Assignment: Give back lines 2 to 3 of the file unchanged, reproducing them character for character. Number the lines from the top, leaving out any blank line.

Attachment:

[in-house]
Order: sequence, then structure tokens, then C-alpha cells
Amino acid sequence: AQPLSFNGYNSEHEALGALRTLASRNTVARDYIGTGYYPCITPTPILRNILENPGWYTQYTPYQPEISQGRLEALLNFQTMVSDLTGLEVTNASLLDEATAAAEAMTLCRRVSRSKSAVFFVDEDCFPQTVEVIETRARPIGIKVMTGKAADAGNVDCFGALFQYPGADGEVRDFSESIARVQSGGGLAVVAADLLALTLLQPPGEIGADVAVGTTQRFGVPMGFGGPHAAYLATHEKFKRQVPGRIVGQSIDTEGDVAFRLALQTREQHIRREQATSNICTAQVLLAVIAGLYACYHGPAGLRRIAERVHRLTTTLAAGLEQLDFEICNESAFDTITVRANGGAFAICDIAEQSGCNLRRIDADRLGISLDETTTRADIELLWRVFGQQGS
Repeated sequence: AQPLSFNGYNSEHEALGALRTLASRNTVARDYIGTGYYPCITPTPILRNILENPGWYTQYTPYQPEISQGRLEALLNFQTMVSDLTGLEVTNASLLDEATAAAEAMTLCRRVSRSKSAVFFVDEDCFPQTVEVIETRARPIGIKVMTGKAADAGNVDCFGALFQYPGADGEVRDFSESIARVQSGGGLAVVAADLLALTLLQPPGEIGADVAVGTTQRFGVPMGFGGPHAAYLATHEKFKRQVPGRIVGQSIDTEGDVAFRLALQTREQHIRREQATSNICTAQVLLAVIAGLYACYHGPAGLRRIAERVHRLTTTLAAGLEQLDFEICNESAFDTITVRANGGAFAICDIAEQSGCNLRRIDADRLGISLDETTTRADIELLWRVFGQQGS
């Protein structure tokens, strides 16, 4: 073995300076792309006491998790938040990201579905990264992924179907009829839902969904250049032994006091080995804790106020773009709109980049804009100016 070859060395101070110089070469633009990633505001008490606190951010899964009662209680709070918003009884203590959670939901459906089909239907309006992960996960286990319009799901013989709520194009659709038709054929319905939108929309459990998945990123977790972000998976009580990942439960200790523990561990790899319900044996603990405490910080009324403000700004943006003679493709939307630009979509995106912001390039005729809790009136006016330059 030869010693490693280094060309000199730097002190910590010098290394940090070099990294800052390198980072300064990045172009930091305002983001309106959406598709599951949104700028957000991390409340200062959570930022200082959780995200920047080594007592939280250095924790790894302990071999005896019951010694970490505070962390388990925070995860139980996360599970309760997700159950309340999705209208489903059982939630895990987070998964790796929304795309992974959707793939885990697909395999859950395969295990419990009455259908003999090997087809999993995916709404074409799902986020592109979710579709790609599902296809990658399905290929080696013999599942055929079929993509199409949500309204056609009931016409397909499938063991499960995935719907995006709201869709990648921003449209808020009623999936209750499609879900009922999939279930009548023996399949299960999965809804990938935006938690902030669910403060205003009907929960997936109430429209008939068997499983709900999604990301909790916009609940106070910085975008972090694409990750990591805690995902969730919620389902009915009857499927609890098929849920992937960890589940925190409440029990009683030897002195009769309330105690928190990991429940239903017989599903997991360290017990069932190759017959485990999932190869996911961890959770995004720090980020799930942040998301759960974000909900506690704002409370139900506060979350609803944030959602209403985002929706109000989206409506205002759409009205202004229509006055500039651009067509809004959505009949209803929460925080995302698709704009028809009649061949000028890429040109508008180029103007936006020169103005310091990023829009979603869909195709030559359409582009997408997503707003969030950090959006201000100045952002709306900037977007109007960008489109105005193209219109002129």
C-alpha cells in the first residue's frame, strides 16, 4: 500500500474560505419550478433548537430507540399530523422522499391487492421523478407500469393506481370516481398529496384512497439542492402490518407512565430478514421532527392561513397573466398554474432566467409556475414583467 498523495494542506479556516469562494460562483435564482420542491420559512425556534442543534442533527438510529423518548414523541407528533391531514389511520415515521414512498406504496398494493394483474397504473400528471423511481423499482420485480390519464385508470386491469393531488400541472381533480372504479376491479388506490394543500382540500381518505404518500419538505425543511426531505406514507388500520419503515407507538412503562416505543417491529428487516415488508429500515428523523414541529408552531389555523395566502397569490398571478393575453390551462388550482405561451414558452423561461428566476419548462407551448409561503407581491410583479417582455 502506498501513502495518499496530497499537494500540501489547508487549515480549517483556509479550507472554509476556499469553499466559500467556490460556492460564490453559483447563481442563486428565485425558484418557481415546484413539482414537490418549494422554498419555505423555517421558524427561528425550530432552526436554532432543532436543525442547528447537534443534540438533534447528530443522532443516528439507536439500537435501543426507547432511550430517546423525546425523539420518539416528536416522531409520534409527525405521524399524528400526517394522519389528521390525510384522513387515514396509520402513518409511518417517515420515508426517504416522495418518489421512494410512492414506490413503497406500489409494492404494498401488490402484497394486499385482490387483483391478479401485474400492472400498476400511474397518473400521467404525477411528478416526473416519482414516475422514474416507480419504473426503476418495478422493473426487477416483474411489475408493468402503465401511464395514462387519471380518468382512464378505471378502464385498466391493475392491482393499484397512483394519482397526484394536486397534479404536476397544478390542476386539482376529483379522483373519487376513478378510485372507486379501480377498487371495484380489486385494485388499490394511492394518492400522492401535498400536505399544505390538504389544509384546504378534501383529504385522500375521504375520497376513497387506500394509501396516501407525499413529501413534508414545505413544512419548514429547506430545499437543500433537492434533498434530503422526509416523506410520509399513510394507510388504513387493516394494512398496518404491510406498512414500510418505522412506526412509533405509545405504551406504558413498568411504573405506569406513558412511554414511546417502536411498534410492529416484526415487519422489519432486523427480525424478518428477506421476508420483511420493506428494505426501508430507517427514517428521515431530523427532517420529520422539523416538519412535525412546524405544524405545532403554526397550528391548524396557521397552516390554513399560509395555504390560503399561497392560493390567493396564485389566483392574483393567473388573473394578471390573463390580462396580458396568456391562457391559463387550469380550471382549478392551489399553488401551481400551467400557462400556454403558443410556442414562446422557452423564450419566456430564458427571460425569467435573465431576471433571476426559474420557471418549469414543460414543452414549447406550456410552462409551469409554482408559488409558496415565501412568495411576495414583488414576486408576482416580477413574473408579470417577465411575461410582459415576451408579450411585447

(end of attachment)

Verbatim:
Order: sequence, then structure tokens, then C-alpha cells
Amino acid sequence: AQPLSFNGYNSEHEALGALRTLASRNTVARDYIGTGYYPCITPTPILRNILENPGWYTQYTPYQPEISQGRLEALLNFQTMVSDLTGLEVTNASLLDEATAAAEAMTLCRRVSRSKSAVFFVDEDCFPQTVEVIETRARPIGIKVMTGKAADAGNVDCFGALFQYPGADGEVRDFSESIARVQSGGGLAVVAADLLALTLLQPPGEIGADVAVGTTQRFGVPMGFGGPHAAYLATHEKFKRQVPGRIVGQSIDTEGDVAFRLALQTREQHIRREQATSNICTAQVLLAVIAGLYACYHGPAGLRRIAERVHRLTTTLAAGLEQLDFEICNESAFDTITVRANGGAFAICDIAEQSGCNLRRIDADRLGISLDETTTRADIELLWRVFGQQGS